Perhaps the question should be "when it has snowed". I think that Chris is on the right track, and that much of the effect is firstly down to a reduced number of people using cars etc so there is actually less noise (correlation effect) and that the snow deadens the noise in the same way that egg cartons on your walls do (you know what I mean.....), since the reflected sound is diminished as the snow surface is more rough (causation effect).
 

Offline Bikerman

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Why is everything much quieter when it snows?
« Reply #8 on: 24/11/2008 15:35:37 »
The simple answer is that pores (air gaps) in snow are responsible for much sound deadening.

When a pressure wave travels along the surface, some of the air is forced into the pores in the snow. Friction and thermodynamics mean that the pressure level is much reduced when the air emerges again. This gives a significant sound 'deadening' effect.

Here's an article from the US military on the basics...
http://snow.usace.army.mil/Snow_acoustics/
 

lyner

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Why is everything much quieter when it snows?
« Reply #9 on: 24/11/2008 18:02:28 »
I agree about the pores as a reason. There can be very long air channels under the surface - plenty of drag and loss.
 As for absorption by falling snowflakes - if they are light enough (and they are smaller than most audible wavelengths) they could either be vibrated or obstruct the vibrations of the air. They are very flimsy so they could well flex and dissipate some energy that way.


I bet it's been measured by someone - Bell Labs in 1937, no doubt.

PS A coincidence. Just found this reference - not the paper though:
Kaye, G. W. C., and E. J. Evans, 1939: Sound absorption by snow. Nature, 143, 80.
« Last Edit: 24/11/2008 18:07:47 by sophiecentaur »
 

Offline Michael Mc

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Why is everything much quieter when it snows?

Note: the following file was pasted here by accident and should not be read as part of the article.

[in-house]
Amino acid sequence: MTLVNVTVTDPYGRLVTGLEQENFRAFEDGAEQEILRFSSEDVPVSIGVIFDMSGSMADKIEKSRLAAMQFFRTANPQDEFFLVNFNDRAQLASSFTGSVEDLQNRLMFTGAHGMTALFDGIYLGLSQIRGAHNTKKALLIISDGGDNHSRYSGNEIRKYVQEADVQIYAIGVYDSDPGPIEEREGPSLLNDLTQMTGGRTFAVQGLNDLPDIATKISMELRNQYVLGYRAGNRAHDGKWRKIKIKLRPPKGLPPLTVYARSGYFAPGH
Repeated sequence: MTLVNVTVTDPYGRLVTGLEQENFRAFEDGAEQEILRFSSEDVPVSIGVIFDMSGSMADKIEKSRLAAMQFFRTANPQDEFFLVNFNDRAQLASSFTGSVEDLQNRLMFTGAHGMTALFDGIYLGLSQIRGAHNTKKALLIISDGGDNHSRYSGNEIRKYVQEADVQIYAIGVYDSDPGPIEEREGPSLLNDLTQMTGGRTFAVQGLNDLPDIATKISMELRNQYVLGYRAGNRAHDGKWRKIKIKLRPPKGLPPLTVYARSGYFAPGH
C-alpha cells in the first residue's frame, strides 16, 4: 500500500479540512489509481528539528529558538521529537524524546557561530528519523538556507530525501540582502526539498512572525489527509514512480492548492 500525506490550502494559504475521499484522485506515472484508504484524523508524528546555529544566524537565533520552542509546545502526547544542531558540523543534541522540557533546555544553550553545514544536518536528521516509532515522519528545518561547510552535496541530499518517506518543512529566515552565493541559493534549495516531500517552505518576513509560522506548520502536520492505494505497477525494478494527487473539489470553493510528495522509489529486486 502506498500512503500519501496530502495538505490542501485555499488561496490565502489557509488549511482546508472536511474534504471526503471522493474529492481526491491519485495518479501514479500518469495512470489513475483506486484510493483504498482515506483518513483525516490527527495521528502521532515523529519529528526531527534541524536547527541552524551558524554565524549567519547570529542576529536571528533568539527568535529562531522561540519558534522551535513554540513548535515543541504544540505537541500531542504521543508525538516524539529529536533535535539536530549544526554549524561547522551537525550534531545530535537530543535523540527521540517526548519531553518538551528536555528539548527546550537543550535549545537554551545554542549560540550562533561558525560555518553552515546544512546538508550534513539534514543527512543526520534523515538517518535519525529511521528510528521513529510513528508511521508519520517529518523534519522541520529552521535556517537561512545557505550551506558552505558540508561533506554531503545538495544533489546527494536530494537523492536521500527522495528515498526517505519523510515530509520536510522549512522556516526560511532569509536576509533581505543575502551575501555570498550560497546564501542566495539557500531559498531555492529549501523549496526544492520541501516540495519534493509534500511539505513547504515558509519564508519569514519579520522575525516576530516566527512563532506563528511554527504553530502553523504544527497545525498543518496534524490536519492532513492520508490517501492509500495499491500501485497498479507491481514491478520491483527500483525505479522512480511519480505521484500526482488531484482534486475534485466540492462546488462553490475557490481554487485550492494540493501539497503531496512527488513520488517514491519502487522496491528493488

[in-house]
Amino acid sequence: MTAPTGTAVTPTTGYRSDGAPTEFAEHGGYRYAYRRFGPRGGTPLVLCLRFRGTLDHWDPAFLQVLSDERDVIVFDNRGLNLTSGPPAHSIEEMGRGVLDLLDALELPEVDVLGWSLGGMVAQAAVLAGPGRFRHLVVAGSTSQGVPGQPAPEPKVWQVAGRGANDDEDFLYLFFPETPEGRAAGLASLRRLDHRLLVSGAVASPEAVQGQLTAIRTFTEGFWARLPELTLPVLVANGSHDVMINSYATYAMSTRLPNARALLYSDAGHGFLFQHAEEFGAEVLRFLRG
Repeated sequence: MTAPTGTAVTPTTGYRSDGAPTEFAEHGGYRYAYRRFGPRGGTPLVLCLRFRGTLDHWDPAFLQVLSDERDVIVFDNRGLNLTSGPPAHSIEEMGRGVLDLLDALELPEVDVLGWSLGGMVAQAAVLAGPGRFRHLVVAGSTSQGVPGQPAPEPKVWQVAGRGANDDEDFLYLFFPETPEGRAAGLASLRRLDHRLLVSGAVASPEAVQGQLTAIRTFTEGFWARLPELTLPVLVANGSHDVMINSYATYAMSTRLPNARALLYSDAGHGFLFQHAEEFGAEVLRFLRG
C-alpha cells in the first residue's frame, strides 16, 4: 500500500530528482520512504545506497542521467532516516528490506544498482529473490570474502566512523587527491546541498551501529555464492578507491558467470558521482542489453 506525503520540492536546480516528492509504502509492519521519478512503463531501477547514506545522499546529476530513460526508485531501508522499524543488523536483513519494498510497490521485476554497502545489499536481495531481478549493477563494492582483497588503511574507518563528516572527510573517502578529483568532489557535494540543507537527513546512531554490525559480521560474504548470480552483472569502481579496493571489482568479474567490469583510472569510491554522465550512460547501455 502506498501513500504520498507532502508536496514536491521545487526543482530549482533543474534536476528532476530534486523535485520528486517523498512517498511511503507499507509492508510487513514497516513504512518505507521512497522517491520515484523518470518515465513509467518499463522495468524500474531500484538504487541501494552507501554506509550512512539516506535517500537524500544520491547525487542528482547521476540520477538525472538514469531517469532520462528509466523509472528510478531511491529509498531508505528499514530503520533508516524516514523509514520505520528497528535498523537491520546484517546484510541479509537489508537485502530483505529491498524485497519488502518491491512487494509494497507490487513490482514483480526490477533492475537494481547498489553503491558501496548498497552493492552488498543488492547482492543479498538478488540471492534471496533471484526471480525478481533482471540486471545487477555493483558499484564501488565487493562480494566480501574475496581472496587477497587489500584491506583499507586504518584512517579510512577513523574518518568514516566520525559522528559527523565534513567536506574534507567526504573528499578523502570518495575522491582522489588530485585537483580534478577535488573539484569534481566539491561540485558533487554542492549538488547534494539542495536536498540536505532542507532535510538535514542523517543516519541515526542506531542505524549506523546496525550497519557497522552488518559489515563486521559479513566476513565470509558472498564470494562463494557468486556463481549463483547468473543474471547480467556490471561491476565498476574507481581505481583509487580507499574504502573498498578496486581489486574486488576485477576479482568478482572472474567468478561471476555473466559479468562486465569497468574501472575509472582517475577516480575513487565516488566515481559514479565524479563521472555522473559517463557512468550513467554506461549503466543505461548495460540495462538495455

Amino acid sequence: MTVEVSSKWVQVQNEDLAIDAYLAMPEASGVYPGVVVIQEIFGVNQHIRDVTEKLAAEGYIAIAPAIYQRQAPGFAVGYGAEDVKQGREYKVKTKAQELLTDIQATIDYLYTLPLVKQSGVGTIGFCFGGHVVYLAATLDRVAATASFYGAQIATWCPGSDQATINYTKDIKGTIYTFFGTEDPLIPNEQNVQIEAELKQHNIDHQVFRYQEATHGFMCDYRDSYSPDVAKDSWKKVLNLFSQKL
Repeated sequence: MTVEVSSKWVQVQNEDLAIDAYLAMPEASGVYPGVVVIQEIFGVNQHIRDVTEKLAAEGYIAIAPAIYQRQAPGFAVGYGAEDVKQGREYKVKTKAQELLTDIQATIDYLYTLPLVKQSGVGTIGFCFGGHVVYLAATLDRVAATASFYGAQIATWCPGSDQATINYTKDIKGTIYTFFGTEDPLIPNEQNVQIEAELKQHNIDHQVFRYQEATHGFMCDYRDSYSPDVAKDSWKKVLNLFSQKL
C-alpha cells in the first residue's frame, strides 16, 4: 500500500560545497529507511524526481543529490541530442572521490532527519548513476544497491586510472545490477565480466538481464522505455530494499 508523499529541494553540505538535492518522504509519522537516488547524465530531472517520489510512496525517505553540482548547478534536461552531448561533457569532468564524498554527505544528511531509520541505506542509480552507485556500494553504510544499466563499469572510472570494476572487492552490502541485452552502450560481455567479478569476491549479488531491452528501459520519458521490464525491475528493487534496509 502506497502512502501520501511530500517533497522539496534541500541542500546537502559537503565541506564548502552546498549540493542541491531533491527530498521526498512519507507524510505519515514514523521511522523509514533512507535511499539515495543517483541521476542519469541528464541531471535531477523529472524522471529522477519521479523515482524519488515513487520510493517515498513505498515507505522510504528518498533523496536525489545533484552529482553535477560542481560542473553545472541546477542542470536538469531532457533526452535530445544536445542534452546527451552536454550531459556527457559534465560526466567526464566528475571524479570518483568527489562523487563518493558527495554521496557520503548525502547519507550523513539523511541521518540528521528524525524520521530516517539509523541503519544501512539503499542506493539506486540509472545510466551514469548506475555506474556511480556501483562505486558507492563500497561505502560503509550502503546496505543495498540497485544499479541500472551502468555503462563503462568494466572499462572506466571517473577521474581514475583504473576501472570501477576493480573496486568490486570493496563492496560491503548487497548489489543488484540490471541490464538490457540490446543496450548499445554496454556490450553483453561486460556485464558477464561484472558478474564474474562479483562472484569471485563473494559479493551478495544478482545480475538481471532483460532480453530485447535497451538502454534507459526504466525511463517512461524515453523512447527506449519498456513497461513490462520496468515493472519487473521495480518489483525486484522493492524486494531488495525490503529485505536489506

« Reply #10 on: 03/12/2008 06:56:26 »
In researching my question a bit more, I believe that not only do the properties of snow in general contribute - but also the climate which produces the snow. For instance, because I live in a high-elevation, arid environment - we get a lot of 'dry' snow.

By dry/wet snow - I'm referring to the snow to water ratio, whereby as you melt snow how much water can be reclaimed. Average snow has a 10:1 ratio - or if ten inches of snow accumulate then melts, one inch of liquid precipitate will be produced. Wet snow will have a ratio lower than 10:1, while dry snow will have a ratio higher than 10:1 (sometimes much higher, perhaps 30:1).

I believe that some key points are that dry snow has a lower density, resulting in more space between snow crystals. Dry snow is also less sticky, prone to blowing around, and is therefore composed of a larger number of smaller flakes. This might allow dry snow to dampen sound more effectively than normal or wet snow, while covering a wider surface area.

Thanks,

Michael Mc


found much of the above information here: newbielink:http://www.theweatherprediction.com/habyhints/346 [nonactive]



« Last Edit: 03/12/2008 07:11:32 by Michael Mc »
 

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Why is everything much quieter when it snows?